A more contentious issue, which transcends publishing cultures, is repetition across stories. This is succinctly expressed by Murakami Bingo. A number of trademark motifs are repeated throughout Murakami's corpus, and already in this review, we have encountered a well, something vanishing, old records, supernatural powers, another world, a precocious teenager, a secret passage and a faceless man. Other familiar elements include an unusual name (Menshiki), cooking (the narrator cooks for himself), weird sex (between Menshiki and his old flame, between the narrator and his wife, etc.), a historical flashback (the painter Amada's experience of Anschluss) and several mysterious women, not to mention a woman choked in a hotel room, chino pants and plenty of whiskey drinking.

According to Murakami in past interviews, certain images repeat themselves in his work inevitably because he writes by channelling his imagination without plotting or outlining in advance, producing the only sort of work that he as an individual can. He compares this to the fact that John Irving often has protagonists who are deformed or disfigured in some way. There is no way to explain the recurrence of these images. They arise simply from who these writers are as unique human beings.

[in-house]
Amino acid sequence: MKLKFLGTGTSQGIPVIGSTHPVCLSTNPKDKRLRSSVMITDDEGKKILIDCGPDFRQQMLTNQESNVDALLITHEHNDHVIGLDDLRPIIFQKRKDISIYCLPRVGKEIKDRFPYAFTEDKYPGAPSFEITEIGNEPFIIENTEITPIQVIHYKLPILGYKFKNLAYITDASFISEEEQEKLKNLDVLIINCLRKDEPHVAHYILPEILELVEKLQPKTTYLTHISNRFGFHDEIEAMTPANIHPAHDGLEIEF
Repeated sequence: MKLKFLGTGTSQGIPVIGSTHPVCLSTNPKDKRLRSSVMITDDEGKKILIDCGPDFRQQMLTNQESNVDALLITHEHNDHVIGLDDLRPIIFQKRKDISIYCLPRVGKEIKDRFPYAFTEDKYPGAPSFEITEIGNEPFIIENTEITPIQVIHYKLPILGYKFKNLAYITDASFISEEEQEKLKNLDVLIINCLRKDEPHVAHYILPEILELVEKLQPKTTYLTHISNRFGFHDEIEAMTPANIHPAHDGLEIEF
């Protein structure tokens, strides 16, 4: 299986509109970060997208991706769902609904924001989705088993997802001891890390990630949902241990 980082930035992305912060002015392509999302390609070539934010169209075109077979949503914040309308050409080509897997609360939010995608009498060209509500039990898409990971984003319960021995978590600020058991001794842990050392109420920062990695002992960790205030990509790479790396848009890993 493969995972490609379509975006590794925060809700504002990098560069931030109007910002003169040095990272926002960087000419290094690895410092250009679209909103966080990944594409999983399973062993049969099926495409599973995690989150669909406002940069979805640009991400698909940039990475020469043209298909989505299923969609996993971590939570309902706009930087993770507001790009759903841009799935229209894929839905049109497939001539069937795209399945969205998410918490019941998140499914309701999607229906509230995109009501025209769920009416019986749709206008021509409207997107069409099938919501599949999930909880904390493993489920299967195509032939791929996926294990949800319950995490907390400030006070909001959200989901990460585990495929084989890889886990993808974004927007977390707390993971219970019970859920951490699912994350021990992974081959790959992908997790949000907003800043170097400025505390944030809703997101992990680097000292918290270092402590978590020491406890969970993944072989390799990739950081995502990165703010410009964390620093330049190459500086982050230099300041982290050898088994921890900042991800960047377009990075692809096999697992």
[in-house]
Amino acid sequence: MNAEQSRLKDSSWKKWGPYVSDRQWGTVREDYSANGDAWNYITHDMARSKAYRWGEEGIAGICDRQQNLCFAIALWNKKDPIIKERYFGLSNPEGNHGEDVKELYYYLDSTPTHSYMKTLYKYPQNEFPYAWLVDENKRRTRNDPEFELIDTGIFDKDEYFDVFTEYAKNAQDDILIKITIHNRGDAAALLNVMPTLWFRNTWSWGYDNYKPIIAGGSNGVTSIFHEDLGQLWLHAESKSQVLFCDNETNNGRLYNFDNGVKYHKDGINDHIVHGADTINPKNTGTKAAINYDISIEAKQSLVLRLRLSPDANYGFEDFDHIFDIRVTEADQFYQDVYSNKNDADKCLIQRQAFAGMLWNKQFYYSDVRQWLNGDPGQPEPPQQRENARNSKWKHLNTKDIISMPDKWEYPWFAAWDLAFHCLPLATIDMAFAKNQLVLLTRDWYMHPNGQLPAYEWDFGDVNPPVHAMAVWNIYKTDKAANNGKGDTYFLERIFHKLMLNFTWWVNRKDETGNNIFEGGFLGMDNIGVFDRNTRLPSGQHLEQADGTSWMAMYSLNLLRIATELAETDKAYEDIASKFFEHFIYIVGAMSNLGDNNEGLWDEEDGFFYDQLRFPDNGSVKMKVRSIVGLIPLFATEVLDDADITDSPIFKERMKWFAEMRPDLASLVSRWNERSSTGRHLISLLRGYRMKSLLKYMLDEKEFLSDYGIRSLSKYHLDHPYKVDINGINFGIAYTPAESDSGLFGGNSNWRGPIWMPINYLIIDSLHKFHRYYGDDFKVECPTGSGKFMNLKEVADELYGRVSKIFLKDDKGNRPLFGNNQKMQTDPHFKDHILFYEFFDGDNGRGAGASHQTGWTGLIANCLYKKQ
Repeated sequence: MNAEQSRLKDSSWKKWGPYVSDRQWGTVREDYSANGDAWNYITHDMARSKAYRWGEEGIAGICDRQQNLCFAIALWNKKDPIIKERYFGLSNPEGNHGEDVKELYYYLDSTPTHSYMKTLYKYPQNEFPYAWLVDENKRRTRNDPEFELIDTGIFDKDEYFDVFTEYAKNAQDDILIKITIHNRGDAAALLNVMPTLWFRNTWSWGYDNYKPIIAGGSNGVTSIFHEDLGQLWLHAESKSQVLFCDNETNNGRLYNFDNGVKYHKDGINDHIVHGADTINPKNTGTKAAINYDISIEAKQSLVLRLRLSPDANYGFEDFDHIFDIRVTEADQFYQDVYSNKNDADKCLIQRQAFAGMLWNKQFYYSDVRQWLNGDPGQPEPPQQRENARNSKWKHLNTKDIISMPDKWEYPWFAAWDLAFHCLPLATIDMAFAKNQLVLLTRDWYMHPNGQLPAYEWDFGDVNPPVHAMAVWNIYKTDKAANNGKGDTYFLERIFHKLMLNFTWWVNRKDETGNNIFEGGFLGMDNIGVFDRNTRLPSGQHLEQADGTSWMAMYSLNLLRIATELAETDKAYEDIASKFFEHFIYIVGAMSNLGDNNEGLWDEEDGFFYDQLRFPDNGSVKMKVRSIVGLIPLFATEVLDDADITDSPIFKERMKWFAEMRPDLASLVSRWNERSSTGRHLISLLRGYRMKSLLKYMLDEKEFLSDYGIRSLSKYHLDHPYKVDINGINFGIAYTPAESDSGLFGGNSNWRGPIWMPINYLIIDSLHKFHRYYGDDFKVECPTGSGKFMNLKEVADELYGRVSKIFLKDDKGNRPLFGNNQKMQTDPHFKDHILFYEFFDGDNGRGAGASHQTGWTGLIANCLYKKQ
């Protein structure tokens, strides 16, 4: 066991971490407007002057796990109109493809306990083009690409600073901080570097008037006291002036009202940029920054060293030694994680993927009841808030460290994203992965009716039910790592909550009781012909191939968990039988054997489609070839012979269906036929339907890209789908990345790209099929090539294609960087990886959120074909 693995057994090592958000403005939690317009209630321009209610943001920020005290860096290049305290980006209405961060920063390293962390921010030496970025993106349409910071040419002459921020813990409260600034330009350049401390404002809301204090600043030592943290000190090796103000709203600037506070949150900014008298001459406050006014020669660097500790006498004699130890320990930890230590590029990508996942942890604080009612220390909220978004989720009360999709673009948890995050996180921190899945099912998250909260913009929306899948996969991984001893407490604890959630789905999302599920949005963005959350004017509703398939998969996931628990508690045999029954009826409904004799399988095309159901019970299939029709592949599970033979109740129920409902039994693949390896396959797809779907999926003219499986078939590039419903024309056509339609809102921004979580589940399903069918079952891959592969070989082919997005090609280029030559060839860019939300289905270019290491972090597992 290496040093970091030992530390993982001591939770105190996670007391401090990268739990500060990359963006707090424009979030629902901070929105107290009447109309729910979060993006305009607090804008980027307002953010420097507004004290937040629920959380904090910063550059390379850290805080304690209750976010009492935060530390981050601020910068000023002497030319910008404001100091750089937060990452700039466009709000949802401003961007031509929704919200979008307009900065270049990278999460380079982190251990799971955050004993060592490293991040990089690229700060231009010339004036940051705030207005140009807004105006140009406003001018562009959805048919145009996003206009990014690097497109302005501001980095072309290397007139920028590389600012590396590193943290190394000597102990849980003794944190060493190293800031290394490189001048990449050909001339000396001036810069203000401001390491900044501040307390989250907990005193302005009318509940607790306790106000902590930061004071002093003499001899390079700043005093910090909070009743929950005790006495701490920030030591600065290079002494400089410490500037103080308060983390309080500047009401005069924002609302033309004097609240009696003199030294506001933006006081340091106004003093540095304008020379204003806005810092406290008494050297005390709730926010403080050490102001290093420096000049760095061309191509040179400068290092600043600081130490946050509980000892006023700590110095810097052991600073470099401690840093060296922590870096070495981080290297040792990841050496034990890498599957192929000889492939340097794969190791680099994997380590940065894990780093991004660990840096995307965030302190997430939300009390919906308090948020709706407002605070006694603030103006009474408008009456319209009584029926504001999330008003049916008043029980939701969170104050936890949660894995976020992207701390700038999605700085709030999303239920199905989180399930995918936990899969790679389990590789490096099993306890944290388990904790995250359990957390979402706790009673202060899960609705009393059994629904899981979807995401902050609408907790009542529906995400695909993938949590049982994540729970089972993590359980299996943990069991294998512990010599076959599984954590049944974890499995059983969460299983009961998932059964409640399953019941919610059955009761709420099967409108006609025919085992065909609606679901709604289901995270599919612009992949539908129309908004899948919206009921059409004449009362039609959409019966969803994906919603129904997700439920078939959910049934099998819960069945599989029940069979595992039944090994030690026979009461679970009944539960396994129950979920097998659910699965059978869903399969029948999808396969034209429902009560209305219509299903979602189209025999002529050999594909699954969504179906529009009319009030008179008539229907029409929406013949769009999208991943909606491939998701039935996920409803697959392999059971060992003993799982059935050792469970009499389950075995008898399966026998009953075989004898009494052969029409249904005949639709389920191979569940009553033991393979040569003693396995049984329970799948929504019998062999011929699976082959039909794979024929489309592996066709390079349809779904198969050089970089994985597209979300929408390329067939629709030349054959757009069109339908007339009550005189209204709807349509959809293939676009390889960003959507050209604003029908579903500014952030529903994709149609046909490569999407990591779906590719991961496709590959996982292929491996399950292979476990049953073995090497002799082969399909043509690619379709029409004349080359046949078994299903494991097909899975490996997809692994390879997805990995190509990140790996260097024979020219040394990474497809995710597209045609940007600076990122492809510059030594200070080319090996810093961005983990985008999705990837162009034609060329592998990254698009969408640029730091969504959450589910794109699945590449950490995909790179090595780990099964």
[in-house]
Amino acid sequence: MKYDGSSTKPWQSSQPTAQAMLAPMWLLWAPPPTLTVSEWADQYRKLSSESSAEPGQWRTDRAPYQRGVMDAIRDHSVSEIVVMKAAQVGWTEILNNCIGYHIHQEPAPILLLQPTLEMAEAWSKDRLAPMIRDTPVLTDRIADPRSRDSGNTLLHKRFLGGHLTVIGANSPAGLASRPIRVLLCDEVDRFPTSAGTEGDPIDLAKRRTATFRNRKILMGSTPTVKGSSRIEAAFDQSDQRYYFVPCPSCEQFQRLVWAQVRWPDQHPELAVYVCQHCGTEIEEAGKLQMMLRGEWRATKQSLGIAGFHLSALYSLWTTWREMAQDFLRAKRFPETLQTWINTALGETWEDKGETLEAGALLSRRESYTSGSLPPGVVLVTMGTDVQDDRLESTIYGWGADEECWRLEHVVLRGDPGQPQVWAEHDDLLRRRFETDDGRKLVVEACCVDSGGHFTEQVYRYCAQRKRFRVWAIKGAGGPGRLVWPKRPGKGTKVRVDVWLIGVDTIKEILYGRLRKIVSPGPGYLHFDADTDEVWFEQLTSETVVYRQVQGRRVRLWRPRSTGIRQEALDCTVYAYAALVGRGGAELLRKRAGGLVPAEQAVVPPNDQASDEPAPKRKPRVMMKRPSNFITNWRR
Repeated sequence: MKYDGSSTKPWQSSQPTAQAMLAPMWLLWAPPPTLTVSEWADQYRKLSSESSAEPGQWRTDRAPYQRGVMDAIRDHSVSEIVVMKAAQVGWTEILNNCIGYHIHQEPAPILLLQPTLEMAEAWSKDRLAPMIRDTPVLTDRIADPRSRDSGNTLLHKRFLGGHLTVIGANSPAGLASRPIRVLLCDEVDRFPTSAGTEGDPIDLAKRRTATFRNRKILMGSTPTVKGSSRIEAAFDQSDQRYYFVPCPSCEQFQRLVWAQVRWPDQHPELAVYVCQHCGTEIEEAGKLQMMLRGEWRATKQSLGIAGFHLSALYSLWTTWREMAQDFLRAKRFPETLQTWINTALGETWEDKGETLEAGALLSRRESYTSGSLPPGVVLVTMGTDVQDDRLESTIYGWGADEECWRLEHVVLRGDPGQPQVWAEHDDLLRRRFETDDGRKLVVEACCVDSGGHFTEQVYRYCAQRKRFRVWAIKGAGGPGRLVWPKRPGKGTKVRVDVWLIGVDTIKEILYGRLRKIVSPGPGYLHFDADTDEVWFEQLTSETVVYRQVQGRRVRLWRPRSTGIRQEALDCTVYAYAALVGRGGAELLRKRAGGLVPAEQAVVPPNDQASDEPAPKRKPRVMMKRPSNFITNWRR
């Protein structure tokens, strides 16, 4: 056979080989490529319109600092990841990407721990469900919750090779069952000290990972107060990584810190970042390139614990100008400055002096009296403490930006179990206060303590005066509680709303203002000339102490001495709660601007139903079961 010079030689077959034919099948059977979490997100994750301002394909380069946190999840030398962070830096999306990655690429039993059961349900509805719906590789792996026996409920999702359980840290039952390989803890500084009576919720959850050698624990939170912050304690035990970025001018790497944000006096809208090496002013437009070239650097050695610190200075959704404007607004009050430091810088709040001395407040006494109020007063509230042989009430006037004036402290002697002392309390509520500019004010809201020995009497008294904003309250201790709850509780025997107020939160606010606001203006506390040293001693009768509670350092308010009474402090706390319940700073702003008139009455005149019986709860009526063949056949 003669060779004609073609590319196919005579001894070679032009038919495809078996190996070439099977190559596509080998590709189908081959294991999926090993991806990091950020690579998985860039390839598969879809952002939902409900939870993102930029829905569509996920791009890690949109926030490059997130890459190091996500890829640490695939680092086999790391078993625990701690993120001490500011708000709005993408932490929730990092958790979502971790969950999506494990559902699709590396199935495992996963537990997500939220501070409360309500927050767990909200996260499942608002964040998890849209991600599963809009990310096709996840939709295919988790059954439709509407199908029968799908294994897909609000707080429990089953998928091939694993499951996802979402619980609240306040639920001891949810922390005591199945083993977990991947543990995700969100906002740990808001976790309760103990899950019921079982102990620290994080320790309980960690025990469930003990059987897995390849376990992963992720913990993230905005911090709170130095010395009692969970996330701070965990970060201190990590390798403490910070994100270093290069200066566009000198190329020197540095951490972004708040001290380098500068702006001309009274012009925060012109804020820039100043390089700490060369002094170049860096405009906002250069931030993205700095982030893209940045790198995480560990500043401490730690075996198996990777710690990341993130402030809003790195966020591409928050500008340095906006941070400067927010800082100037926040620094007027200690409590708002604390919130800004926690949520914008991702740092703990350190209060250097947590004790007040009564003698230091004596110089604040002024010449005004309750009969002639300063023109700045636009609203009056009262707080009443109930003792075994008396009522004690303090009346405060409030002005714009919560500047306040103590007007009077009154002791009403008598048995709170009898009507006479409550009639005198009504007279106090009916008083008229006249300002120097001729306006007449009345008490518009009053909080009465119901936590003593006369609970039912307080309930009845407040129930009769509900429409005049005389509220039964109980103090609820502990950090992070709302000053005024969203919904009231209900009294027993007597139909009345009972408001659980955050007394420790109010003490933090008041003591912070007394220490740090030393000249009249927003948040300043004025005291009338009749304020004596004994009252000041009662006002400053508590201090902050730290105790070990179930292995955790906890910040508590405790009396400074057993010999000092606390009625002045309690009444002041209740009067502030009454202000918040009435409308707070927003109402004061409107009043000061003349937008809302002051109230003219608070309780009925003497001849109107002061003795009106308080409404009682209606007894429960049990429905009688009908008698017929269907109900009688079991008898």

However, from the perspective of critics such as Tim Parks and Stephen Snyder, these can be viewed as crowd-pleasing formulas. In this light, Murakami is a calculating businessman, intentionally churning out the same story again and again to match expectations. The fact that his example is John Irving, another literary author of lasting commercial success, may be telling.

Against these critics, fans might challenge the supposition that his stories are formulaic and point to signs of his work evolving in Killing Commendatore. Already noted is the shift to the watashi first-person narrative mode, which, according to Murakami, signals an evolution in his writing. Setting aside the question of whether this truly marks a significant development, if the watashi trend continues one can certainly imagine Murakami's posthumous scholars dividing the early, middle and late periods of his oeuvre by narrative mode. Therefore, this novel could one day be classified as his first late work.